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Article

Wool Pellets Are a Viable Alternative to Commercial Fertilizer for Organic Vegetable Production

1
Department of Plant and Soil Science, University of Vermont, 63 Carrigan Drive, Burlington, VT 05405, USA
2
Center for Sustainable Agriculture, University of Vermont, 63 Carrigan Drive, Burlington, VT 05405, USA
*
Author to whom correspondence should be addressed.
Academic Editor: Elena Testani
Agronomy 2022, 12(5), 1210; https://doi.org/10.3390/agronomy12051210
Received: 19 March 2022 / Revised: 14 May 2022 / Accepted: 16 May 2022 / Published: 18 May 2022
(This article belongs to the Special Issue Agroecology for Organic Vegetable Systems Redesign)
The maintenance of optimum mineral nutrient fertility is a limiting factor in organic vegetable systems, with many growers resorting to applications of off-farm commercial fertilizer inputs. In this study, pelleted sheep’s wool was compared against a standard commercial fertilizer product for effects on productivity and plant growth in spinach and tomato. Two rates of wool pellets were applied; one was standardized to the nitrogen inputs of the ‘grower standard’ commercial treatment, and a second higher rate which was suggested by the pellet manufacturer with about 2.5 times the nitrogen content. Overall, few differences were observed among the fertilized treatments. Crop yield for both tomato and spinach generally increased with increasing fertility application, with no differences between commercial and wool pellet fertilizers applied at the same rate of nitrogen. The uptake of mineral nutrients in spinach plant tissues differed for K, Mg, P, S, B, and Ca, but there was no general trend that could be attributed to a particular treatment. Tomato fruit quality was the same for all treatments, but non-fertilized fruit had lower total polyphenols than the highest-fertility treatment. Overall, wool pellets performed very similarly to commercial organic fertilizer for both crops and could be a promising alternative that may open up opportunities for greater integration of plant and animal systems on diversified farms. View Full-Text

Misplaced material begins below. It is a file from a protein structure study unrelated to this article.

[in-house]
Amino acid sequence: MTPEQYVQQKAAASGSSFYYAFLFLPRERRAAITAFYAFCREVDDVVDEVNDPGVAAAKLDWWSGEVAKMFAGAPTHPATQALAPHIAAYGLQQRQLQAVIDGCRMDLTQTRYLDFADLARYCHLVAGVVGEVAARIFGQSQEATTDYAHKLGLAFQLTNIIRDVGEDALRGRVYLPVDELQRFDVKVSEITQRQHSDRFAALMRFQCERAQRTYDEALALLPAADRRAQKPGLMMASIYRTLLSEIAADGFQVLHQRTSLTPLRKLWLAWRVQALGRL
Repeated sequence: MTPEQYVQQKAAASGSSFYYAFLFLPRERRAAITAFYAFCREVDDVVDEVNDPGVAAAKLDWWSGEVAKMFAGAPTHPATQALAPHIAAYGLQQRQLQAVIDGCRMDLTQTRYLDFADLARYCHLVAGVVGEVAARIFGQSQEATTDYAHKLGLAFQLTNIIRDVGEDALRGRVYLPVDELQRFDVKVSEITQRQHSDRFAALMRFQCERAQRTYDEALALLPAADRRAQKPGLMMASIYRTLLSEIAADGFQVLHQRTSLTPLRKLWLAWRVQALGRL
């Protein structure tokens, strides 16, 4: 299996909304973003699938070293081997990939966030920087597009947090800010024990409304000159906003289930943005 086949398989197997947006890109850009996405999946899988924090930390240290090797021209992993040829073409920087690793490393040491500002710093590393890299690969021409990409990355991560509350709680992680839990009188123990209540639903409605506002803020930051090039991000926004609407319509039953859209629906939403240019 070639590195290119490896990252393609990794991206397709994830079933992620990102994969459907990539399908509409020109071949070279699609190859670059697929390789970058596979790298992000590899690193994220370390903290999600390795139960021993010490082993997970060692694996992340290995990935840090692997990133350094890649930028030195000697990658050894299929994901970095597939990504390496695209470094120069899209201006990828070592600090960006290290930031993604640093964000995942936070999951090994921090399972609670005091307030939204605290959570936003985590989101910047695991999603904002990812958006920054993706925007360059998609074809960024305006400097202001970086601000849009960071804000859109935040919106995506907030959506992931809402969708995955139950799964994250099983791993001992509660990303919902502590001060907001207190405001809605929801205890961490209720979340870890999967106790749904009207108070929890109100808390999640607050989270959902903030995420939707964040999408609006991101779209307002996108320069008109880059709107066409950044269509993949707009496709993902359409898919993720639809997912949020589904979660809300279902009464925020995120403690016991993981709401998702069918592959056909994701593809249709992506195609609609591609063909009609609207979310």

Keywords: agroecology; plant and animal integration; crop fertility; tomato; spinach agroecology; plant and animal integration; crop fertility; tomato; spinach
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MDPI and ACS Style

Bradshaw, T.; Hagen, K. Wool Pellets Are a Viable Alternative to Commercial Fertilizer for Organic Vegetable Production. Agronomy 2022, 12, 1210. https://doi.org/10.3390/agronomy12051210

AMA Style

Bradshaw T, Hagen K. Wool Pellets Are a Viable Alternative to Commercial Fertilizer for Organic Vegetable Production. Agronomy. 2022; 12(5):1210. https://doi.org/10.3390/agronomy12051210

Chicago/Turabian Style

Bradshaw, Terence, and Kimberley Hagen. 2022. "Wool Pellets Are a Viable Alternative to Commercial Fertilizer for Organic Vegetable Production" Agronomy 12, no. 5: 1210. https://doi.org/10.3390/agronomy12051210

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